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Selling Clothes Online

I wanted to talk today about selling clothes online.  There are a lot of good things about choosing clothes:

  • They’re always in demand, even in a weak economy
  • There’s a huge variety, so people are willing to buy clothes even if none of their existing clothes have worn out
  • There’s a large number of manufacturers, so even if one manufacturer won’t sell to you (as an online retailer), there will be others that will
  • They’re relatively high-priced, so you can earn a good income per hour of your time invested

Unfortunately, there are also a number of drawbacks:

  • The return rate on clothing tends to be much higher than for other products
  • It can be hard to judge demand for a specific style / size / color of clothing (e.g., you know there’s good demand for a particular jacket, so you buy it in ‘large red’, but the demand is heavily concentrated in ‘medium blue’)

To touch on the return rate problem a little more, unlike a store where people can try on different sizes to see which fits best, there’s no way to do this when shopping online.  So buyers will try it and just return it if it doesn’t fit right.  One of the most frustrating things as a clothing retailer is to see someone order a particular item in two or three sizes, you know with near certainty that all but one of those will be returned.

Amazon is a good marketplace to sell clothing.  One specific downside to selling clothing on Amazon, though, is that Amazon sells a lot in this category themselves.  If you see Amazon selling a particular item, it’s going to be hard to compete.  They’re getting lower wholesale prices than you will, and they price very aggressively.  That’s great if you’re a buyer, not so great if you’re a seller.  They sell most of the well-known brands, and are particularly aggressive about selling women’s clothing.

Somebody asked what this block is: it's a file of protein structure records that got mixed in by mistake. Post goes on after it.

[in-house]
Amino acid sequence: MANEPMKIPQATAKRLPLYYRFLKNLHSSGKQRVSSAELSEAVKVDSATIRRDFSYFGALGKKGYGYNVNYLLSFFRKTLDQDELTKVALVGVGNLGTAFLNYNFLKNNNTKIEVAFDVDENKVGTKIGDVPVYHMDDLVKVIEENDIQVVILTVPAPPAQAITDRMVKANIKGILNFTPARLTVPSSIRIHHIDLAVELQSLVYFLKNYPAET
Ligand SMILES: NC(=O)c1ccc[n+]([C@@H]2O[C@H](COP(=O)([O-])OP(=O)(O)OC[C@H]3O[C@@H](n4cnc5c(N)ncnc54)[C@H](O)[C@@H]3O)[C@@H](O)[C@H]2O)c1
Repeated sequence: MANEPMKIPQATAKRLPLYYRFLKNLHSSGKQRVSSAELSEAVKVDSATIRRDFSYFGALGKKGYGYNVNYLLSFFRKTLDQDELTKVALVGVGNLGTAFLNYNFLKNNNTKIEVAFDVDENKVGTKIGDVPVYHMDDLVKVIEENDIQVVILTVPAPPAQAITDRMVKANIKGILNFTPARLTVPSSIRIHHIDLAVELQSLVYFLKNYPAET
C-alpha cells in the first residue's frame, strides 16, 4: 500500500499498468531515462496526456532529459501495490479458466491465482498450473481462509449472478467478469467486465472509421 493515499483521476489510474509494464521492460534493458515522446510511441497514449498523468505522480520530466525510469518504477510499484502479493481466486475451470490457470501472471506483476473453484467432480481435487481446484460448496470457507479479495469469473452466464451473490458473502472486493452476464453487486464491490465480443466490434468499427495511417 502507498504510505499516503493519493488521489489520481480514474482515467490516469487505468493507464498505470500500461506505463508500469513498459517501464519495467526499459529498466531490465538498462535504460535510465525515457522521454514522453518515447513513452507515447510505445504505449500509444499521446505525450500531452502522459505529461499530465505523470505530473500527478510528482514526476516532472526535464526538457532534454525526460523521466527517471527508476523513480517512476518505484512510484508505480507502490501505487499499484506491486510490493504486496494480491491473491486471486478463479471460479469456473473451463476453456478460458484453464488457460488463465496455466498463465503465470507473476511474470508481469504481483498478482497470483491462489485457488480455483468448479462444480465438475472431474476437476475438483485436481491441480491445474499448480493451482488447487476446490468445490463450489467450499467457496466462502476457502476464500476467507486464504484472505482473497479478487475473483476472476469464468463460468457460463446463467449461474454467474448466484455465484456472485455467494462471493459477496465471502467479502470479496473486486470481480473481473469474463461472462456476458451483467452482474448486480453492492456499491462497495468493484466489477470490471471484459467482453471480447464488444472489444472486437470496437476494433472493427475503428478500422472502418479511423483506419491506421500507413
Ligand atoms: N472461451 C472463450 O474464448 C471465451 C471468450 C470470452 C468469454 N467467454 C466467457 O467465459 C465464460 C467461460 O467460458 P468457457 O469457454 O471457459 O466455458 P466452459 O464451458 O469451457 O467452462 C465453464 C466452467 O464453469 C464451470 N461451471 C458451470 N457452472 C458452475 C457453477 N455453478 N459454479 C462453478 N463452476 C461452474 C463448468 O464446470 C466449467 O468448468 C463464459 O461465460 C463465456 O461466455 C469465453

If you’re just starting out and don’t have a lot of capital for inventory, one strategy you could try is to buy clothing in outlet stores and re-sell it online.  You’ll need to do your homework to make this pay off, of course.  You need to check what’s available in the store, then go see how it’s selling online (eBay, Amazon, Sears Marketplace, etc.), then go back to the store and buy it if it’s a good match.  If you focus on a small number of brands and go to the outlet stores every day, after a while you’ll know what sells online without having to double check, so it will get more efficient.  But when you’re just starting it will take a lot of your time.

You could even create a listing for clothes you haven’t bought yet, knowing they’re available in the outlet stores.  Then when someone buys from you online, you go to the outlet store and buy it.  You’ll get some extra negative reviews from people if you’re not able to fill the order because the store sold out before you get there, though.  You’d want to at least check the store every day and remove listings for items no longer available.

 

 

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  1. TraceyAnn
    May 10, 2013 at 10:21 am

    Great article. I am a major reseller online and it does work if you do your research. Selling on your own website might prove beneficial as well.

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